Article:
Family life

The challenges of nighttime potty training

Tara-Michelle Ziniuk wonders if she'll ever be able to find a nighttime potty routine that works for her preschooler.

1image Anna is still adjusting to a nighttime potty training routine. Photo: Tara-Michelle Ziniuk

Every parent has at least one person in their life who gives what I like to call "anti-advice"—someone who replies to everything with some version of “don’t sweat it.” Often these friends are not parents themselves, or have much older children. These are the people who will tell you not to worry about your weaning troubles because “it’s not like your daughter will still be nursing when she’s 10.” Or they'll tell you not to worry if your kid won’t give up his pacifier because “it’s not like he’ll still have a soother in his mouth when he’s in the fourth grade.” In my personal experience, more than with any other issue or milestone, I’ve heard “most people stop wearing diapers at night at some point.” Great, thanks, but that is not advice.

The truth is, in the grand scheme of things, overnight potty training just seems like a hassle more than anything else. My daughter is not a good sleeper, and neither am I, and this has followed us through the first three-and-a-half years of her life. The idea of implementing anything where I would be waking her in the middle of the night seems mind-boggling. That being said, she started potty training at 18 months and has been wearing underwear during the day without accidents—even through daycare naps—for almost 10 months.

And then the day came when she announced she wanted to wear her underwear to bed. (Perhaps this came about after some “encouraging” on my part—by which I mean I bribed her by telling her she couldn’t have sleepovers until she slept through the night, in her own bed, without wearing a diaper.)

I’d been thinking about trying diaper-less overnights for awhile. We were planning a trip, and I wanted to make sure we weren’t starting while she was away from her own bed and nightly routine. I was also hesitant because it seemed like a bit of an “if it isn’t broke, why fix it?” scenario—she was finally sleeping a bit better, and I thought we should just ride that out for a while. At three years old, she certainly wasn’t too old to be wearing diapers to bed. She hadn’t expressed any particular interest in getting out of them before, probably because she was happily distracted by the cartoon characters on her diapers. It’s a great marketing tool: pull-ups that glow in the dark (perfect for the kid who doesn’t sleep in pants, I suppose? I never understood that one, to be honest) and ones that feature monsters and princesses—if the diapers kept changing, they were always new and exciting to her. This is in contrast to other things, like sippy cups, which my daughter announced were “for babies."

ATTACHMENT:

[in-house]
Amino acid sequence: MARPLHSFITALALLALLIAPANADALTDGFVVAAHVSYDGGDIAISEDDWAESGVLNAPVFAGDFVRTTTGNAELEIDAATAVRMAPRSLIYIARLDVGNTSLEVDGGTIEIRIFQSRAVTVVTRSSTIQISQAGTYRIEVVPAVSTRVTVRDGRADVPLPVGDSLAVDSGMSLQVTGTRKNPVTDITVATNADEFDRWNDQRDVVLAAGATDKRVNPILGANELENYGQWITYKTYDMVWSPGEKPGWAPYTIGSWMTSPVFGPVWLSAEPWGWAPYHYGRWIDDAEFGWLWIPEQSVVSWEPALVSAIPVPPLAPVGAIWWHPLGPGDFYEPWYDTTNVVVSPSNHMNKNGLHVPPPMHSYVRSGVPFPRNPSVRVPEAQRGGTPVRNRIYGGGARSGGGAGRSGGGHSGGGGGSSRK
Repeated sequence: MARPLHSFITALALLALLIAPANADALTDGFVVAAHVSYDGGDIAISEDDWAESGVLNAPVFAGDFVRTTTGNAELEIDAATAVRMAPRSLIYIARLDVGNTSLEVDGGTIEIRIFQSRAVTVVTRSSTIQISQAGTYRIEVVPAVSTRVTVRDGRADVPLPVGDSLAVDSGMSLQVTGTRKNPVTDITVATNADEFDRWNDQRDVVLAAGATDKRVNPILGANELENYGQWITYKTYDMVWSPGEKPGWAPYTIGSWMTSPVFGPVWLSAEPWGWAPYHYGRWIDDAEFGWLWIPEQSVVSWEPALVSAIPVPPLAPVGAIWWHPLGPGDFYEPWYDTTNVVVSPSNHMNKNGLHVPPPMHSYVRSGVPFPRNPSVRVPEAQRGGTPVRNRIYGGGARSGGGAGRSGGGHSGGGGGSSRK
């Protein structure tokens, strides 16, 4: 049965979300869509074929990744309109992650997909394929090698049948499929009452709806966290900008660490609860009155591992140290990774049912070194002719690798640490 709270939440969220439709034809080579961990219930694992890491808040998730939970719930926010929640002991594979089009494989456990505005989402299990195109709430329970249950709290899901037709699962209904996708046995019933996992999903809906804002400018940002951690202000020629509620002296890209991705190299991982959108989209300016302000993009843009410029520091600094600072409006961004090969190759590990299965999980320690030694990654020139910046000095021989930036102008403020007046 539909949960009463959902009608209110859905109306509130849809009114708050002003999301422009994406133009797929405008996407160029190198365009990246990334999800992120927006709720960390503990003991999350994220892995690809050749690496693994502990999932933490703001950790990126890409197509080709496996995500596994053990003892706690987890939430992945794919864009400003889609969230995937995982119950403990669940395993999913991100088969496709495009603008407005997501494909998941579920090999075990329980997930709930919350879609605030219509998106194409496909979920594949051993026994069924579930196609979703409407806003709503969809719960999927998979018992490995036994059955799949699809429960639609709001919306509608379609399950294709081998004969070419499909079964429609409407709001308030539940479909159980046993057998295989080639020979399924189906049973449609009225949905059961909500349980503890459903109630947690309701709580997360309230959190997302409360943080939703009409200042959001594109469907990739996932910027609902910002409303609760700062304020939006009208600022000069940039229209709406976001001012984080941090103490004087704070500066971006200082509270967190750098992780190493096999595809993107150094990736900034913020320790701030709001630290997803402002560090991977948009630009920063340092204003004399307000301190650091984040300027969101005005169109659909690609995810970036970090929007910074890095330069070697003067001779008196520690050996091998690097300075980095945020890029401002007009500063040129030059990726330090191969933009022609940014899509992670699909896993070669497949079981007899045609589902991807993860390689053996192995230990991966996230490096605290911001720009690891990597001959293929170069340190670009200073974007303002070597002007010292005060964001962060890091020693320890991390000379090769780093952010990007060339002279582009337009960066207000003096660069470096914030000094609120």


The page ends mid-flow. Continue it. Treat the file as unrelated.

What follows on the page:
The specifics of nighttime potty training, once it became apparent that we’d be starting it, were vague to me. I understood that I’d be changing sheets a lot more often, but to what end? In many ways, the preschool-age developmental resources have seemed minimal to me—as if parents are taking a break between the toddler years and kindergarten and don’t need to know about fevers or rashes or learning milestones anymore. I’d put her to bed, she’d pee, I’d change her and then the bedding, and this cycle would repeat endlessly? Or, with luck, same scenario, but we’d make it to the bathroom instead, and that would become our new routine until the end of time? I have a hard time falling—and staying—asleep, so this did not appeal.

In reality, what happened for us is that my daughter had two accidents the first night, was exhausted and asked to go back to diapers the next day. But she hasn’t had an accident since. Which I attribute to magic. It’s been about two weeks, and her other parent and I wake her up two to three times per night (once before we go to sleep, then one or two more times through the night and early morning). It’s been a reliable enough system that she’s slept in my bed with me a couple of nights without major worries.


I’ve read more than one article or blog post that’s suggested this night waking is creating a bad habit. I’m not sure when we stop the nighttime wake-ups, or when she starts self-regulating to the point of waking herself up. I can say that the person I co-parent with is doing a lot of the work of waking up in the night so far (he has an easier time sleeping overall). The good news: my daughter won’t be wearing princess pull-ups into her teens. But that’s still not advice.

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Do you have advice on overnight potty training? Share it with me in the comments or find me on twitter @therealrealTMZ.

This article was originally published on Mar 19, 2014

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